I've seen 3-4 movies this year, 2 of them were comics movies: Captain America 2 and Guardians of the Galaxy. I knew what was going to happen in Cap 2, but for Guardians, I had no idea. It was fun, there were jokes, the story made sense (as far as these things go) and there were actual character moments. Some people were grim, but Thanos is obsessed with Death, so he was rather light for Thanos. I have come to the realization that Marvel knows what it's doing when it comes to its movie business. They took a property that few were intimately familiar with, and encompassed a galactic story, and transformed it into one of the highest grossing and most enjoyable films I've seen in recent memory.
Cap 2 did the thing all great sequels do: make me want more. It is certainly darker than Guardians, but it's an earned darkness. Cap has been around for a while now, his character is developed and between this film, The Avengers and the first Cap, Steve knows the world he wants isn't the world he lives in. The film was smart to show you that through the use of Bucky and Falcon rather than just having Robert Redford (spoiler!) reveal he's secretly a Hydra higher up. If you're going, "Wait, you said you love these things about movies, but Cap 2 doesn't have them," false. One, it has pathos, I just talked about that. Two, the fight scene in the elevator is a great example of using humor and action together to achieve something better than just a fight in a tight space.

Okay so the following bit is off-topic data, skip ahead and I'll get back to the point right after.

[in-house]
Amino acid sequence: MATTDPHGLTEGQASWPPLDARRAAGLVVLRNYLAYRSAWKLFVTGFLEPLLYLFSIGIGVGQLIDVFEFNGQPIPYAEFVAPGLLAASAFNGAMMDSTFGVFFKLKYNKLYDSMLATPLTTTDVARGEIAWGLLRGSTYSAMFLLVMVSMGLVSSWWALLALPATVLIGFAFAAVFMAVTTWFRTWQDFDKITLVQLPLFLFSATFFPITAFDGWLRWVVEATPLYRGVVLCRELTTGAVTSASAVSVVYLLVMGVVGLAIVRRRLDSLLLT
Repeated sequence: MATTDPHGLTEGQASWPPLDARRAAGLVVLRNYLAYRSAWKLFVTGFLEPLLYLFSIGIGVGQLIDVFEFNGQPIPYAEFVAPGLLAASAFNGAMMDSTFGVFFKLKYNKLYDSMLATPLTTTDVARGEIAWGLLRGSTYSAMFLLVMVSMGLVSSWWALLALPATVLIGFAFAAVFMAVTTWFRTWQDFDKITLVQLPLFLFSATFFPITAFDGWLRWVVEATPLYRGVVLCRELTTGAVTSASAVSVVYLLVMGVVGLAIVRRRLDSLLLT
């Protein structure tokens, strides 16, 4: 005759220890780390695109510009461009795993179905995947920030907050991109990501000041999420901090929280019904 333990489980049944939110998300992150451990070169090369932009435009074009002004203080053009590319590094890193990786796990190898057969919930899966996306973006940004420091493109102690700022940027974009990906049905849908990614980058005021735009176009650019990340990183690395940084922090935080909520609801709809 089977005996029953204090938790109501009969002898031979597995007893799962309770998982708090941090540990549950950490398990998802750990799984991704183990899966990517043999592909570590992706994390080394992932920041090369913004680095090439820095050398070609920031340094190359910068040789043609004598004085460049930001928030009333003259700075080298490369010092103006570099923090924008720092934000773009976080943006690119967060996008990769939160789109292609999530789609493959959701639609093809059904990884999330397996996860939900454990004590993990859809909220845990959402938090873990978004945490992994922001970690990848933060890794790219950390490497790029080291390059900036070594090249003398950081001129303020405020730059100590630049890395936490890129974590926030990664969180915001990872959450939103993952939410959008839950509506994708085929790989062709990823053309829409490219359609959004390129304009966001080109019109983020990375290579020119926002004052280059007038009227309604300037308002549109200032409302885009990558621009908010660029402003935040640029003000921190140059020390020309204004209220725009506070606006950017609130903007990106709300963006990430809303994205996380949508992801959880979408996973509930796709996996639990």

The second thing that shocked, shocked me in comics in 2014 was agreeing with Ben on a woman being drawn as Thor. Ben and I don't agree on a lot (except mocking Duy), but when we do, it's a powerful force for snark and potentially potent arguments. Thor being a woman doesn't change anything about the ability to wield a hammer, summon lightning and beat up frost giants. I didn't pipe up on the Captain (Falcon) America kerfluffle, but I too am weary of people who don't have legitimate, good storytelling-related complaints about comics piping in when things change. Comics are a fun, entertaining and imaginative medium, being a cranky person about change is pretty much the antithesis of comics. It almost makes me want to put the onion back on my belt.
Things I am not looking forward to in 2015: Finishing Amalgam, as I promised Duy I would.
Tanya: Here are the things that delighted me in 2014.
1. While many of us were sad to hear of Hayao Miyazaki’s retirement, Studio Ghibli managed to release another enchanting anime The Tale of Princess Kaguya. For those that missed it in theaters, it will be released on DVD/Blu-Ray in February 2015.
2. Release of Time Killers by Blue Exorcist mangaka, Kazue Kato. This is a compilation of Kato’s previous works as she was just starting her career. There is one short that you can see the genesis of what is to become Blue Exorcist. Kato gives insight into each short and her process as an artist.
3. Seconds by Bryan O’Malley, a charming graphic novel about Katie, who dreams of opening her own restaurant. She has one crappy day by running into ex-boyfriend, and a co-worker getting seriously injured on the job. She discovers a way to do her day over, which only leads to further complications.
4. Finally, after a graphic novel adaptation, a movie called Edge of Tomorrow, All You Need is Kill has been made into a manga. Story follows a soldier named Keiji, who after contact with the aliens known as the mimics is doomed to repeat the day over and over again. He then meets the mysterious hero Rita Vrataski a.k.a Full Metal Bitch, who has experienced the same thing. Together they try to unravel the mystery and stop the invasion.